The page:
Friday, January 3, 2014

Deistic Evolution

I have an enthusiastic book recommendation for any deist.  Although written by an atheist, I believe it has the best solution for those of us who assert both that God exists and that evolution is a fact, which describes every deist that I know.

Materialist Naturalism (MN) has become the default position in the sciences.  According to MN, there is nothing supernatural in the world (MN is therefore necessarily atheistic), and everything is fundamentally matter or a function of matter.  For MN, evolution by natural selection is the explanation for all that we see in the biological realm including life itself, consciousness, and the ability to reason.

Thomas Nagel is one of the most famous and important living American philosophers.  Surprisingly, as an atheist, Nagel argues in this book that MN faces insurmountable difficulties so severe that it simply cannot be a plausible candidate as an intellectually sufficient worldview.  For him, no materialist philosophy has ever succeeded in explaining the reliability of our rational faculties without engaging in circular reasoning, our subjective experience of consciousness, or the objective nature of morality.

In addition to the physical and chemical laws that MN recognizes, Nagel suggests that there is another kind of law operative in the universe—a “teleological” law.  In a nod to the ancient metaphysics of Aristotle, Nagel offers an atheistic, naturalistic worldview that incorporates a teleological law that “guides” or “inclines” things to move in the direction of life, consciousness, reasoning, and value. 

However, by affirming a “teleological” approach and rejecting MN’s “efficient causal” approach, Nagel also rejects theism’s “intentional” approach, as well.  In doing so, he retains the naturalism of MN and rejects the materialism.  Perhaps his view could be called “Neutral Monistic Naturalism,” in which something underlying both matter and mind guides them (in a non-intentional way) to develop together in biological evolution.

As a deist, I affirm the existence of God just as much as a theist does.  I am not convinced that Nagel’s atheistic teleology makes any sense, because there is no explanation in his system of why the universe inclines in one way rather than another.  This, to my mind, forces Nagel to rely on precisely the “brute facts” that he is trying to avoid in the MN worldview.  Affirming the existence of a Supreme Being, with whatever its philosophical problems are, strikes me as the best way to avoid these dreaded "brute facts."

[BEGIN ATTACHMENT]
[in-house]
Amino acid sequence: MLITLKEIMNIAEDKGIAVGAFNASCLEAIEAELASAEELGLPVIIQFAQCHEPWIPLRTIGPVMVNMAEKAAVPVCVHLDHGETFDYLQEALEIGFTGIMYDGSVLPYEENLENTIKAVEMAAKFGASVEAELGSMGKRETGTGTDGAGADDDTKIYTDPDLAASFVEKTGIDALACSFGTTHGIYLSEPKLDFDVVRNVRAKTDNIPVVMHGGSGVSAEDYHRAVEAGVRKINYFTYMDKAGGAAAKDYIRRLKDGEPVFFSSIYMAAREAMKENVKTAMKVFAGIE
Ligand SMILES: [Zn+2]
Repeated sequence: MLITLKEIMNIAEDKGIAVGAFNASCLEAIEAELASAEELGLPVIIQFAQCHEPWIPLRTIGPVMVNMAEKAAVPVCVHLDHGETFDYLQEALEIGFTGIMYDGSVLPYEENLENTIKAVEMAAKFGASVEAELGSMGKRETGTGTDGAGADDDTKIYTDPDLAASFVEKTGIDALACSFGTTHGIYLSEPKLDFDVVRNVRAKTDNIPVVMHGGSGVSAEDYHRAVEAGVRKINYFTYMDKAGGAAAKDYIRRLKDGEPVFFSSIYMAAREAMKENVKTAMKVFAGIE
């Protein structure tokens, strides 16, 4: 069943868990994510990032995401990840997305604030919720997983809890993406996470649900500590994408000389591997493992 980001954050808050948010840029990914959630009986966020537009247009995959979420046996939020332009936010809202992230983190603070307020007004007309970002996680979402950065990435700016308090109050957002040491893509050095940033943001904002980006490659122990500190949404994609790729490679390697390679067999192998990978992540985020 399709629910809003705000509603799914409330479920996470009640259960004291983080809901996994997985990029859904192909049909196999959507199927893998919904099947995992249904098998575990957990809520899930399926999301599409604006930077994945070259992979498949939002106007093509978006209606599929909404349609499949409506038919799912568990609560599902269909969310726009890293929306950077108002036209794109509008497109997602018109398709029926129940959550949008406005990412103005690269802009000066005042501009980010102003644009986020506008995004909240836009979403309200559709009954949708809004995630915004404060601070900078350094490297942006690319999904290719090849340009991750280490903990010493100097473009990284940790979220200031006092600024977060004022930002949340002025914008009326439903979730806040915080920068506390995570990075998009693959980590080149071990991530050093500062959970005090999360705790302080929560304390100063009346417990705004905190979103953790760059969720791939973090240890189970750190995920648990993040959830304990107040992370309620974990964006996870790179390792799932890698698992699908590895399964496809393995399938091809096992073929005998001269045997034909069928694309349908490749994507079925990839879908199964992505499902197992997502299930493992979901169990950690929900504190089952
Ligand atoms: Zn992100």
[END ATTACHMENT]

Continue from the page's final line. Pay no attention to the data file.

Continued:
In the context of this debate, both deists and theists are considered to be in the “theistic” camp inasmuch as both affirm that God is behind the process.  However, the theist, unlike the deist, has the option of arguing that God has intervened miraculously at certain critical points (life, consciousness, reason).  The deist, denying intervention, cannot take this option.

But Nagel’s teleological approach is, I think, the best inspiration for a deistic evolution that I have found, once it is combined with God’s intentions.  For the deist, the ultimate explanation is certainly “intentional,” insofar as it is God’s will that it occur; however, the deist can argue that God infused the creation with “teleology”—a distinct tendency to move in a certain direction.  With Nagel’s teleological approach, the deist now has a way of conceptualizing how evolution by natural selection can tend toward the goal of producing self-reflective, rational beings without any special intervention.  God "baked it in the cake," as it were.

Nagel writes:  “My preference for an immanent, natural explanation is congruent with my atheism.  But even a theist who believes God is ultimately responsible for the appearance of conscious life could maintain that this happens as part of a natural order that is created by God, but that it does not require further divine intervention.  A theist not committed to dualism in the philosophy of mind could suppose that the natural possibility of mind resides already in the character of the elements out of which those organisms are composed, perhaps supplemented by laws of psychophysical emergence.  To make the possibility of conscious life a consequence of the natural order created by God while ascribing its actuality to subsequent divine intervention would then seem an arbitrary complication.  Some form of teleological naturalism should for these reasons seem no less credible than an interventionist explanation, even to those who believe that God is ultimately responsible for everything” (103).

Something to think about!

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